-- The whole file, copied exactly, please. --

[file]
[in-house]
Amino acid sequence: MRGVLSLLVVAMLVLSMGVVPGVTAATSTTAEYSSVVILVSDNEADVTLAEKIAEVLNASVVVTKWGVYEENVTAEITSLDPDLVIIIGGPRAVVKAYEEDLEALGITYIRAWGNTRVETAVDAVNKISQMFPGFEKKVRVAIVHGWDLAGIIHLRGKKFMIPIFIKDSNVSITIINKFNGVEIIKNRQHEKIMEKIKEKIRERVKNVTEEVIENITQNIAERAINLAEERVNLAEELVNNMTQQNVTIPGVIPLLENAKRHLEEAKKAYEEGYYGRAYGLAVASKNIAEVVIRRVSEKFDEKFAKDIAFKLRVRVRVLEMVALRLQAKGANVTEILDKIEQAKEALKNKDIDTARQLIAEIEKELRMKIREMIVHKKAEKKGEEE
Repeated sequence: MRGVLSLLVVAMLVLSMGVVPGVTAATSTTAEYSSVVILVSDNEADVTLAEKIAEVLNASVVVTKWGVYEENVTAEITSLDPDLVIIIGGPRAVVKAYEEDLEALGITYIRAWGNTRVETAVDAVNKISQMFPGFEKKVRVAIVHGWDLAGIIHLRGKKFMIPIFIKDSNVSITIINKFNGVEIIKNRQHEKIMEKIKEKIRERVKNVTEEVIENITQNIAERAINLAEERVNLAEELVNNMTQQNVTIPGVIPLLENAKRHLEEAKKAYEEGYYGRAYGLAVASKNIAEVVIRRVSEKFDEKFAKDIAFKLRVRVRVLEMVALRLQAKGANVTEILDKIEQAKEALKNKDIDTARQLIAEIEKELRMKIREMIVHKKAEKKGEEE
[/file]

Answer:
[in-house]
Amino acid sequence: MRGVLSLLVVAMLVLSMGVVPGVTAATSTTAEYSSVVILVSDNEADVTLAEKIAEVLNASVVVTKWGVYEENVTAEITSLDPDLVIIIGGPRAVVKAYEEDLEALGITYIRAWGNTRVETAVDAVNKISQMFPGFEKKVRVAIVHGWDLAGIIHLRGKKFMIPIFIKDSNVSITIINKFNGVEIIKNRQHEKIMEKIKEKIRERVKNVTEEVIENITQNIAERAINLAEERVNLAEELVNNMTQQNVTIPGVIPLLENAKRHLEEAKKAYEEGYYGRAYGLAVASKNIAEVVIRRVSEKFDEKFAKDIAFKLRVRVRVLEMVALRLQAKGANVTEILDKIEQAKEALKNKDIDTARQLIAEIEKELRMKIREMIVHKKAEKKGEEE
Repeated sequence: MRGVLSLLVVAMLVLSMGVVPGVTAATSTTAEYSSVVILVSDNEADVTLAEKIAEVLNASVVVTKWGVYEENVTAEITSLDPDLVIIIGGPRAVVKAYEEDLEALGITYIRAWGNTRVETAVDAVNKISQMFPGFEKKVRVAIVHGWDLAGIIHLRGKKFMIPIFIKDSNVSITIINKFNGVEIIKNRQHEKIMEKIKEKIRERVKNVTEEVIENITQNIAERAINLAEERVNLAEELVNNMTQQNVTIPGVIPLLENAKRHLEEAKKAYEEGYYGRAYGLAVASKNIAEVVIRRVSEKFDEKFAKDIAFKLRVRVRVLEMVALRLQAKGANVTEILDKIEQAKEALKNKDIDTARQLIAEIEKELRMKIREMIVHKKAEKKGEEE